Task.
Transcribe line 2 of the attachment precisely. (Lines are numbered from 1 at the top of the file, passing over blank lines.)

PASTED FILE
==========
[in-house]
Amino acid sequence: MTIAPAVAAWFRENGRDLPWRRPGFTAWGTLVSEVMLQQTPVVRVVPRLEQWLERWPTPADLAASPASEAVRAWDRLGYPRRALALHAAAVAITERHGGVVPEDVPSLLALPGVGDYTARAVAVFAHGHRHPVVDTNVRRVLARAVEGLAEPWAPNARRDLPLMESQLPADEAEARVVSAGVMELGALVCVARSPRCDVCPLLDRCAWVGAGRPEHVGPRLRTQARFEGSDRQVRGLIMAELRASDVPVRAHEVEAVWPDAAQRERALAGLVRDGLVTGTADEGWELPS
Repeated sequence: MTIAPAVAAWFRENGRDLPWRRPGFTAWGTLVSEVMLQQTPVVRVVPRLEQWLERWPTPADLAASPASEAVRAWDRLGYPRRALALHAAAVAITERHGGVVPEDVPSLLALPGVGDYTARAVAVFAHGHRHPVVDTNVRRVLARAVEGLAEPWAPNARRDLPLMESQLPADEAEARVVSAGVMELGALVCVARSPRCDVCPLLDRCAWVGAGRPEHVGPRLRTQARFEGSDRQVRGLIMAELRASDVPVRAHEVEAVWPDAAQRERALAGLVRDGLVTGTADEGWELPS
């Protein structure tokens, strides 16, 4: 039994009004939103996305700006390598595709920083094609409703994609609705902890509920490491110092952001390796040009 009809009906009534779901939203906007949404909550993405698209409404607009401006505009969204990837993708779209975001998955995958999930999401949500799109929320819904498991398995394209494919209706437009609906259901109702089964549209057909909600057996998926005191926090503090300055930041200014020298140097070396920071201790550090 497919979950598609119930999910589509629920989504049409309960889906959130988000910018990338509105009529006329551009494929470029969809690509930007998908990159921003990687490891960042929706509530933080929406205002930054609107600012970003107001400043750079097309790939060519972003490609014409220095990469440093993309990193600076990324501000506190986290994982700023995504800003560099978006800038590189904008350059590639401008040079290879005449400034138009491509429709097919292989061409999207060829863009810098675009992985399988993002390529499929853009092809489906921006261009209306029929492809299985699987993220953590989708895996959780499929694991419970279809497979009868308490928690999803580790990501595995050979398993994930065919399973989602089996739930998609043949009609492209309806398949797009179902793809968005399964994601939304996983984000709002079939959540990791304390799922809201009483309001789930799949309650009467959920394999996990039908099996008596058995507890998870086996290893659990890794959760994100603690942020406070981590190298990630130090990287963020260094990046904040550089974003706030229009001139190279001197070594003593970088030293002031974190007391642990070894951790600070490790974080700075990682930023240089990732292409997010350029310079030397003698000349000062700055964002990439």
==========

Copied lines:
Amino acid sequence: MTIAPAVAAWFRENGRDLPWRRPGFTAWGTLVSEVMLQQTPVVRVVPRLEQWLERWPTPADLAASPASEAVRAWDRLGYPRRALALHAAAVAITERHGGVVPEDVPSLLALPGVGDYTARAVAVFAHGHRHPVVDTNVRRVLARAVEGLAEPWAPNARRDLPLMESQLPADEAEARVVSAGVMELGALVCVARSPRCDVCPLLDRCAWVGAGRPEHVGPRLRTQARFEGSDRQVRGLIMAELRASDVPVRAHEVEAVWPDAAQRERALAGLVRDGLVTGTADEGWELPS